University of Edinburgh

Cerebral Palsy and Visual Impairment in Children: Scottish Experience of Multidisciplinary Working

Presented in December, 2003

Summary of Discussions

Strategies to improve experience of children with CPVI in schools

Issues similar for special and mainstream schools.
Harmony between carers and professionals
Personal Passports.
Use of video clips to illustrate specific points to the multidisciplinary team.
Targeted annual national (across Scotland) plans for every child devised by parents/professionals to be checked termly.
Social inclusion for child.
Parent support groups.

Open information/communication between all staff involved with the child to understand child's educational, physical and visual impairment needs.
Time allocation for staff/staff, staff/pupils (especially important for mainstream).
Consider environment to optimise child's vision and learning potential (individual basis).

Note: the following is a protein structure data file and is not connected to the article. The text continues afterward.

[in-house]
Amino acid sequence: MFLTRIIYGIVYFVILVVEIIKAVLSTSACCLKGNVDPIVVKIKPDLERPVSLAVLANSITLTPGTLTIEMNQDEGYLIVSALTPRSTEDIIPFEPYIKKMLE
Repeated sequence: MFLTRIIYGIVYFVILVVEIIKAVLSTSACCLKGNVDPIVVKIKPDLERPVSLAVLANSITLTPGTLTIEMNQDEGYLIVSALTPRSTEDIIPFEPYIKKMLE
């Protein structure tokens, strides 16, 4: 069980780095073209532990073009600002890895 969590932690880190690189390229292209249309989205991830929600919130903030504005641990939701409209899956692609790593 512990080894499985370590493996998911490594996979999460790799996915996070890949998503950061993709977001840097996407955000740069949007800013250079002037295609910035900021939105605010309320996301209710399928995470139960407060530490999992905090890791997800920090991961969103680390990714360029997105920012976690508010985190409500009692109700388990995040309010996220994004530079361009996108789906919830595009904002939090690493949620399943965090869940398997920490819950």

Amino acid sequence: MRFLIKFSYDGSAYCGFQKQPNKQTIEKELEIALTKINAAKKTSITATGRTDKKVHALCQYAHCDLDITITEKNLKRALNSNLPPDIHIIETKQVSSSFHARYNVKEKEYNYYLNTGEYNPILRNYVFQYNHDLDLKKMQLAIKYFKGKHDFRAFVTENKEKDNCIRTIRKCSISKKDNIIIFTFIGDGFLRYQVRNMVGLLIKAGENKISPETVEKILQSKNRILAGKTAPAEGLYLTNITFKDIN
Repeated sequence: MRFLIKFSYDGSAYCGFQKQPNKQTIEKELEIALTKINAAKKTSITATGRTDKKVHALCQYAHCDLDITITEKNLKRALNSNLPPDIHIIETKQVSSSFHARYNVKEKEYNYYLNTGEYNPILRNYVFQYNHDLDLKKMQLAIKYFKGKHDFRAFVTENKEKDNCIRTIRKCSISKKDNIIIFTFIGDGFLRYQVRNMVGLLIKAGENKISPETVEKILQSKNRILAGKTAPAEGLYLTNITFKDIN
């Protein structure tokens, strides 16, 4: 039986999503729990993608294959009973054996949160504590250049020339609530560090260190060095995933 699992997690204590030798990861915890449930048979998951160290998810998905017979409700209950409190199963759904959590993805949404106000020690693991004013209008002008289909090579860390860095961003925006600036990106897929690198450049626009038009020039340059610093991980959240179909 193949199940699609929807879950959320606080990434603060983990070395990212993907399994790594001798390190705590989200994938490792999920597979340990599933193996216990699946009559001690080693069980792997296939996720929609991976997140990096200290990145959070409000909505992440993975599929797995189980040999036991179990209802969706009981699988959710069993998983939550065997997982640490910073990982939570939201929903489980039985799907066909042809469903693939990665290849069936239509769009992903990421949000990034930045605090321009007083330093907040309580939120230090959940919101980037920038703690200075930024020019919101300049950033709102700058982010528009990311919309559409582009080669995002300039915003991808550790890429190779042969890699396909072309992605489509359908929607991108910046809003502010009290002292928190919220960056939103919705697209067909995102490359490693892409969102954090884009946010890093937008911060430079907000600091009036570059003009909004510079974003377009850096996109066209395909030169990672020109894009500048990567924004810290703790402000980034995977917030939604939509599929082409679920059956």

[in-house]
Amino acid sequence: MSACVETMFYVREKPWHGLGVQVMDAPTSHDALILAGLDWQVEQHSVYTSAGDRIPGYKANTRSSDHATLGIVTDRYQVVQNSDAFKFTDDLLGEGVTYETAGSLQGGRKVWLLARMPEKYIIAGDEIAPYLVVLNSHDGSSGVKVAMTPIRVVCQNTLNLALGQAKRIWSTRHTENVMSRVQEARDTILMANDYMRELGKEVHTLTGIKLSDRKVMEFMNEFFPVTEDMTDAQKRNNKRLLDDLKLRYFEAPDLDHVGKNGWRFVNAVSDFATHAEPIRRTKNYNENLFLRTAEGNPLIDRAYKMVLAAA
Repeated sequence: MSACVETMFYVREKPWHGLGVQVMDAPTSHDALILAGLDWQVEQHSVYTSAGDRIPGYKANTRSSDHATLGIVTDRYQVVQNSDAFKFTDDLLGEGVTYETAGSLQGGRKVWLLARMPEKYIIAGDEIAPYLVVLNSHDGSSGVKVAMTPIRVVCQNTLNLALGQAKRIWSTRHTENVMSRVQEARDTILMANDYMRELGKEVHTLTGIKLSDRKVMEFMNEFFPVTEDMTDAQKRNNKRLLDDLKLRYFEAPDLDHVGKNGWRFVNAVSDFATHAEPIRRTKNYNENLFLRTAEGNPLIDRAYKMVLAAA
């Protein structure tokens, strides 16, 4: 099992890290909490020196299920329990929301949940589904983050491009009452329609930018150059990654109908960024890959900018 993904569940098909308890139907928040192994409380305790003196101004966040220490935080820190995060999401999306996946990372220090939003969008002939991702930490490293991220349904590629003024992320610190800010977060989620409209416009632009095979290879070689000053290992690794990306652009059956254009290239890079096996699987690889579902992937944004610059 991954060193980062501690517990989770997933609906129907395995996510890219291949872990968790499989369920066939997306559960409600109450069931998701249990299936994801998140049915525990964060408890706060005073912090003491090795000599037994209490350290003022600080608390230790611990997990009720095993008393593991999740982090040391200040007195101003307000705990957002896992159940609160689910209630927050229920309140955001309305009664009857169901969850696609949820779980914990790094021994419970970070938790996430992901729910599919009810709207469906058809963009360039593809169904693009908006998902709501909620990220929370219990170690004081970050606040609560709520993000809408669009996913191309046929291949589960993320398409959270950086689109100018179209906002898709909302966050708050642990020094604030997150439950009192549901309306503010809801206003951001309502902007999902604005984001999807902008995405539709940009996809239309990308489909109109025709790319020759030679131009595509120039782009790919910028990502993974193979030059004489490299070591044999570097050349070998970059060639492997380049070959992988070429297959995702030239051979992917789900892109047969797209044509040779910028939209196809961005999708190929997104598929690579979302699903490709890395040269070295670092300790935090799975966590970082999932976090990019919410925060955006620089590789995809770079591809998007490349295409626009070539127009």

Consider task (need to consider what it is we want from child - position, vision, education).

Information gathering/history taking on child's needs/abilities.
Closer working together of parents/professionals.
Raised awareness of the range of manifestations of CP and how these interact to affect the learner.
For accountability named co-ordinators (authority person)/keynote worker (day to day).
Time identified in school contract. Preparation and support for transitions.

Action Plans to achieve the above
Kids clubs (as in VISCC)
IEPs, Individual Pupil Profiles (IPP), Personal Passports, Proforma with strengths, difficulties and strategies.
Better information sharing between parents and professionals, eg, in Target Setting.

Make medical, therapy information available to educators.
Convince headteachers and management of need for support and time.
Use of video for demonstration.
Realistic application of regulations and legislation of manual handling/Health and Safety.
Involvement of parents in mainstream schools to give good understanding of child's needs to influence how education is presented to child.

Parent education to help them take part in dialogue.
Web forum for parents and professionals.
Review meetings for sharing information - need confidentiality agreement with parents.
More multidisciplinary meetings/training days.
More training for SEN auxiliaries.
More concise reports and prioritisation of issues best addressed in smaller groups.